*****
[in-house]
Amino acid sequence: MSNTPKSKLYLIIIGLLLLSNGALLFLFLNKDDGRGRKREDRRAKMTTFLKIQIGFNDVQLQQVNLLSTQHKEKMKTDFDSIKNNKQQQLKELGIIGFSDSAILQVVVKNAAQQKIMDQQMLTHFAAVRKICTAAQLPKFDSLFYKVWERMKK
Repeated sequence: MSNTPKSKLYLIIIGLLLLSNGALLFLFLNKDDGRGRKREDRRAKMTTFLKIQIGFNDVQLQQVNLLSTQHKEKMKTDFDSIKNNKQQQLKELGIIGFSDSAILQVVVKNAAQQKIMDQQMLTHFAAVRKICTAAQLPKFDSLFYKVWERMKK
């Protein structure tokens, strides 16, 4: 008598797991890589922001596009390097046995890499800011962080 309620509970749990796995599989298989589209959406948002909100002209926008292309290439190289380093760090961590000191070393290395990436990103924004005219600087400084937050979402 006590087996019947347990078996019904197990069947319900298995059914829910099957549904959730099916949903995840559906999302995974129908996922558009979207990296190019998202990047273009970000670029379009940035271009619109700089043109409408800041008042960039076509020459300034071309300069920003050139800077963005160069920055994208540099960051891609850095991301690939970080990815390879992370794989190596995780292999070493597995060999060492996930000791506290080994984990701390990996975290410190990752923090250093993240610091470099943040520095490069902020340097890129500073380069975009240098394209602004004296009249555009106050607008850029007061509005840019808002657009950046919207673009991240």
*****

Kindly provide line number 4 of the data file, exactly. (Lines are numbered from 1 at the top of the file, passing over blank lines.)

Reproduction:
């Protein structure tokens, strides 16, 4: 008598797991890589922001596009390097046995890499800011962080 309620509970749990796995599989298989589209959406948002909100002209926008292309290439190289380093760090961590000191070393290395990436990103924004005219600087400084937050979402 006590087996019947347990078996019904197990069947319900298995059914829910099957549904959730099916949903995840559906999302995974129908996922558009979207990296190019998202990047273009970000670029379009940035271009619109700089043109409408800041008042960039076509020459300034071309300069920003050139800077963005160069920055994208540099960051891609850095991301690939970080990815390879992370794989190596995780292999070493597995060999060492996930000791506290080994984990701390990996975290410190990752923090250093993240610091470099943040520095490069902020340097890129500073380069975009240098394209602004004296009249555009106050607008850029007061509005840019808002657009950046919207673009991240």